Saute the diced onion in butter (or bacon fat, yum!)
Combine baked beans with cooked onions in a small baking dish
Add remaining ingredients, stir well, cover and bake for about 30 minutes
Amounts for the bbq sauce ingredients vary, if you like saucy beans (who doesn't like saucy beans?) add more or less ketchup, the remaining ingredients are just add more flavor to the sauce. Feel free to taste as you add the seasonings to figure out what you like. Add some cayenne pepper for a little more spice too!

Monday, February 15, 2010

Homemade Bagels...omg!

Living in NYC means that I've fallen in love with bagels. At least once a week I get a craving for a delicious chewy NY bagel. Today, I made bagels for the first time and now I have a freezer full of bagels ready to eat...uh oh. They are sooo good! I had a bit of hard time sealing the edge, I think it's because the dough was a little dried out in places. While you let the dough rise, you are supposed to cover the bowl with oiled plastic wrap, but I just used a towel, so the top of the dough got a little too dry. Next time they will look a little prettier, but at least I got the taste and texture down! For the seeds on top, I didn't have any fennel seeds, but I did use a combination of coarse salt, poppy seeds, sesame seeds, a couple mustard seeds, and caraway seeds. The combination is delicious! I also used bread flour for this recipe instead of all-purpose, I think it helped the bagels reach their full deliciousness potential.

Valentine's Day Dinner

As much as I enjoy going out to dinner, sometimes I'm disappointed. I end up thinking, I could have made this at home for half the instead of being let down this Valentine's Day, I went all out and made dinner for Rob and I and it turned out great!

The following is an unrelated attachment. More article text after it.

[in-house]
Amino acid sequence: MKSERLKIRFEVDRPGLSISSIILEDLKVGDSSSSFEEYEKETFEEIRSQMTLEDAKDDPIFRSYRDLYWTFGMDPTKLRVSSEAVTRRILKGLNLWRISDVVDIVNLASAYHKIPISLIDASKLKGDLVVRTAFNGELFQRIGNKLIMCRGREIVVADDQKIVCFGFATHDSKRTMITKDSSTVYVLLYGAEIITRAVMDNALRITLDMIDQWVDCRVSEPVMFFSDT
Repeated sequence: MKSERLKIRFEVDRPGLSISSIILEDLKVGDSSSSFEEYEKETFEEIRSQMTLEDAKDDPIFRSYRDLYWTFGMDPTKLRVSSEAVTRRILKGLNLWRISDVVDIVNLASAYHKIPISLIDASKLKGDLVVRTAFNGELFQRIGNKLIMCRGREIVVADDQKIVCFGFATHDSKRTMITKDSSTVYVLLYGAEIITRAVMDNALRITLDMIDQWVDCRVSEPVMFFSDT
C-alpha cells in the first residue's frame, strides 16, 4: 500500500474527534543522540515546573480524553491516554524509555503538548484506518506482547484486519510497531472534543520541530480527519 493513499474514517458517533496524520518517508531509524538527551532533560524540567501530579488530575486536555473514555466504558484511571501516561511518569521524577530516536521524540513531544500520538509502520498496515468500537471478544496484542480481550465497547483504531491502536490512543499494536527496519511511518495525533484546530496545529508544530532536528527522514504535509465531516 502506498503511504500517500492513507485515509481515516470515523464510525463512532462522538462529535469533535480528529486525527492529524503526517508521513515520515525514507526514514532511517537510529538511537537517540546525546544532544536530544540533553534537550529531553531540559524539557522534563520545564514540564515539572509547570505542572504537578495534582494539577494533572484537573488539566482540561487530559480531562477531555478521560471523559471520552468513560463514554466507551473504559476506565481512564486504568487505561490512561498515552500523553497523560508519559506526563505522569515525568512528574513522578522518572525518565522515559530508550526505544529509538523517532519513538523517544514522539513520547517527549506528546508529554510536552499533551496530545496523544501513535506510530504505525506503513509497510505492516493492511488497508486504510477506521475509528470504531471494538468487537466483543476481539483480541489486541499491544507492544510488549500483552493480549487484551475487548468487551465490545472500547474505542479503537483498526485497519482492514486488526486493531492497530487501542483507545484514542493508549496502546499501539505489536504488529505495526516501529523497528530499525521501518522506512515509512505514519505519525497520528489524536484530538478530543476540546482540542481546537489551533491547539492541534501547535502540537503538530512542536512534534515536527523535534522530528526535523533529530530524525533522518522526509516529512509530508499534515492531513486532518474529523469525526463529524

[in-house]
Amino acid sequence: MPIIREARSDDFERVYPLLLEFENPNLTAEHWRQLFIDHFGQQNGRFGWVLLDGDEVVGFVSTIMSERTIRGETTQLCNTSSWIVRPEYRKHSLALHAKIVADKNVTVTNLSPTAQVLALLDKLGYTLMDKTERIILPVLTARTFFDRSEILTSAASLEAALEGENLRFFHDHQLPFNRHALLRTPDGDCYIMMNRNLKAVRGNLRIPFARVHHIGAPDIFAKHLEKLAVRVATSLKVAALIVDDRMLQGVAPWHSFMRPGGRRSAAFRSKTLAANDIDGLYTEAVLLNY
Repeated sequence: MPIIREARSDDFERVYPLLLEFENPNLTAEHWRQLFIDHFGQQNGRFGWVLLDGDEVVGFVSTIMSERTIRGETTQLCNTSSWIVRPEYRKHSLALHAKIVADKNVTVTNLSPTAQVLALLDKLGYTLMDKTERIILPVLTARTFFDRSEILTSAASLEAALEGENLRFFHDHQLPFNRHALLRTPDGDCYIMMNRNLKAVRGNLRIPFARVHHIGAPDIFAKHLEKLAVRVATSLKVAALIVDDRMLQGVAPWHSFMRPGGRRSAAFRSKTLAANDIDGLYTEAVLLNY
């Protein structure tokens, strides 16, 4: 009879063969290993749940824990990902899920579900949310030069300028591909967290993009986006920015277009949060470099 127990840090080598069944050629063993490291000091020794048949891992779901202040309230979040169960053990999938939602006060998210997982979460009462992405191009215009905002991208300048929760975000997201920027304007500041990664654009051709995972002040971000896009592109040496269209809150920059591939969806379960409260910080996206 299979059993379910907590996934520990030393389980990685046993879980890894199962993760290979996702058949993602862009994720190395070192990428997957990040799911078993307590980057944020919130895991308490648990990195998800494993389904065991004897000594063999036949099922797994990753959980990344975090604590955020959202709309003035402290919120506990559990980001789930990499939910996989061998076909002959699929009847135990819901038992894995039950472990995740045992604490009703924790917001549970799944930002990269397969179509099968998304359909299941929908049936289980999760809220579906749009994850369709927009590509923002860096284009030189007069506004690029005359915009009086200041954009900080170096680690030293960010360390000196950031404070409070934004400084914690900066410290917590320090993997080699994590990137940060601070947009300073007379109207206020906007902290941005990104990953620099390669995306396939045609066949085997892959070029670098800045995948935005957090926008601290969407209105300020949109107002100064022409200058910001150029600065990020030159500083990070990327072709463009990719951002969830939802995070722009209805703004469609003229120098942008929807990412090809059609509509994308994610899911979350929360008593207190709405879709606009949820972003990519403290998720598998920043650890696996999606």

The menu: Fried calamari for an appetizer, filet mignon (steaks came from Maple Avenue Farms, where I used to work) with a mushroom red wine sauce (mushrooms from Rexcroft Farms at the ft. greene farmer's market), sauteed spinach and roasted red potatoes (also from the market). For dessert, we hade some more Brooklyn blackout cake with some homemade ice cream! We totally indulged!

Sunday, February 14, 2010

Brooklyn Blackout cake!

I found this recipe online, but first heard about it through the grapevine from some Brooklynites at work. Evidently there was a bakery called Ebinger's that used to to make this cake, but it's no longer around. I'm sure a bakery somewhere in Brooklyn still makes this cake though, or at least they should! I made it for Valentine's day, but made it the day before v-day and shared it with some friends. Here's the recipe from

  • 8 tablespoons (I stick) unsalted butter, softened

  • 1/4 cup vegetable shortening

  • 2 cups sugar

  • 3 eggs

  • 2 teaspoons pure vanilla extract

  • 3/4 cup cocoa powder, preferably Dutch-process

  • 1 teaspoon baking powder

  • 1 teaspoon baking soda

  • 1/2 teaspoon salt

  • 2 1/4 cups cake flour

  • 1 cup milk


  • 3 cups water

  • 2 1/2 cups sugar

  • 1 tablespoon corn syrup

  • 1 1/2 cups cocoa powder, preferably Dutch process

  • Scant 2/3 cup cornstarch

  • 6 tablespoons unsalted butter, cut into pieces

  • 1/2 teaspoon pure vanilla extract

Heat the oven to 375 degrees F. Butter and flour two 9-inch round cake pans. Cut 2 circles of parchment paper or wax paper to fit the bottoms of the pans, then press them in.


  1. Cream the butter and shortening together in a mixer fitted with a whisk attachment (or using a hand mixer). Add the sugar and mix until light and fluffy. Add the eggs one at a time, mixing after each addition. With the mixer running at low speed, add the vanilla, cocoa, baking powder, baking soda, and salt and mix. With the mixer running at low speed, add about a third of the cake flour, then about a third of the milk, and mix. Repeat with the remaining cake flour and milk and mix.